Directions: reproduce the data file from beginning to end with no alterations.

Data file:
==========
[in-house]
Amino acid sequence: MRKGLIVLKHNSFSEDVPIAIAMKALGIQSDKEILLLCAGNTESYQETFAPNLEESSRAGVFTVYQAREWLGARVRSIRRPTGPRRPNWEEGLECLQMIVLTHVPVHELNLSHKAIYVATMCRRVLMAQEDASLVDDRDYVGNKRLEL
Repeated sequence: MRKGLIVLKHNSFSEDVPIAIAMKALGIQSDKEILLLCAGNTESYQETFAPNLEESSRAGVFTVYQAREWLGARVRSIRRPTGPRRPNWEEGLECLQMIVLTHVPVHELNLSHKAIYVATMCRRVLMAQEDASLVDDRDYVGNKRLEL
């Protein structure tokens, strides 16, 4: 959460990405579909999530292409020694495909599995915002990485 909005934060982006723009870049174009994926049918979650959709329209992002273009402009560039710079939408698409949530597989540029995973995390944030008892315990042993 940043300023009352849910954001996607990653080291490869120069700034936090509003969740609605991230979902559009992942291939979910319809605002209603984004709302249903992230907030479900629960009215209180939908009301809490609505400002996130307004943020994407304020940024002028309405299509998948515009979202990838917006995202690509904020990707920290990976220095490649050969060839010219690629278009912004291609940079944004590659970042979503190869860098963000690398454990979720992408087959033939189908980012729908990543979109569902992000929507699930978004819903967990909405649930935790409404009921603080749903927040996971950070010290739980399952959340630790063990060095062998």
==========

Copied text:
[in-house]
Amino acid sequence: MRKGLIVLKHNSFSEDVPIAIAMKALGIQSDKEILLLCAGNTESYQETFAPNLEESSRAGVFTVYQAREWLGARVRSIRRPTGPRRPNWEEGLECLQMIVLTHVPVHELNLSHKAIYVATMCRRVLMAQEDASLVDDRDYVGNKRLEL
Repeated sequence: MRKGLIVLKHNSFSEDVPIAIAMKALGIQSDKEILLLCAGNTESYQETFAPNLEESSRAGVFTVYQAREWLGARVRSIRRPTGPRRPNWEEGLECLQMIVLTHVPVHELNLSHKAIYVATMCRRVLMAQEDASLVDDRDYVGNKRLEL
């Protein structure tokens, strides 16, 4: 959460990405579909999530292409020694495909599995915002990485 909005934060982006723009870049174009994926049918979650959709329209992002273009402009560039710079939408698409949530597989540029995973995390944030008892315990042993 940043300023009352849910954001996607990653080291490869120069700034936090509003969740609605991230979902559009992942291939979910319809605002209603984004709302249903992230907030479900629960009215209180939908009301809490609505400002996130307004943020994407304020940024002028309405299509998948515009979202990838917006995202690509904020990707920290990976220095490649050969060839010219690629278009912004291609940079944004590659970042979503190869860098963000690398454990979720992408087959033939189908980012729908990543979109569902992000929507699930978004819903967990909405649930935790409404009921603080749903927040996971950070010290739980399952959340630790063990060095062998």